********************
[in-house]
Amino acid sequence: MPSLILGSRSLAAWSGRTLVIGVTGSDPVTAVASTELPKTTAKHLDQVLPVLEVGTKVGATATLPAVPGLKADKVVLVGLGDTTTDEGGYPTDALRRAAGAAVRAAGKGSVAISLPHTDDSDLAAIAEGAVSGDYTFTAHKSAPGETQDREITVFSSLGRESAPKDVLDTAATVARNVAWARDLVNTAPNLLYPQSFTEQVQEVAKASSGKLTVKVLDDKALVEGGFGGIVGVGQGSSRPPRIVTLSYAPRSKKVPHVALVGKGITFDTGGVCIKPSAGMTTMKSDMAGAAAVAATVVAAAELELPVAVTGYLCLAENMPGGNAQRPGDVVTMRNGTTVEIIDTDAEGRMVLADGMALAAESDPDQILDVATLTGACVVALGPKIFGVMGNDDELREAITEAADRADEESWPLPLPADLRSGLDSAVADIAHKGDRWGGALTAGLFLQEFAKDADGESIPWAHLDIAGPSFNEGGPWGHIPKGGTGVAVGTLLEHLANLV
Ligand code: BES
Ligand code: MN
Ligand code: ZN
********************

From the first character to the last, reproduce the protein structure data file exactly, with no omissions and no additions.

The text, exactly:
[in-house]
Amino acid sequence: MPSLILGSRSLAAWSGRTLVIGVTGSDPVTAVASTELPKTTAKHLDQVLPVLEVGTKVGATATLPAVPGLKADKVVLVGLGDTTTDEGGYPTDALRRAAGAAVRAAGKGSVAISLPHTDDSDLAAIAEGAVSGDYTFTAHKSAPGETQDREITVFSSLGRESAPKDVLDTAATVARNVAWARDLVNTAPNLLYPQSFTEQVQEVAKASSGKLTVKVLDDKALVEGGFGGIVGVGQGSSRPPRIVTLSYAPRSKKVPHVALVGKGITFDTGGVCIKPSAGMTTMKSDMAGAAAVAATVVAAAELELPVAVTGYLCLAENMPGGNAQRPGDVVTMRNGTTVEIIDTDAEGRMVLADGMALAAESDPDQILDVATLTGACVVALGPKIFGVMGNDDELREAITEAADRADEESWPLPLPADLRSGLDSAVADIAHKGDRWGGALTAGLFLQEFAKDADGESIPWAHLDIAGPSFNEGGPWGHIPKGGTGVAVGTLLEHLANLV
Ligand code: BES
Ligand code: MN
Ligand code: ZN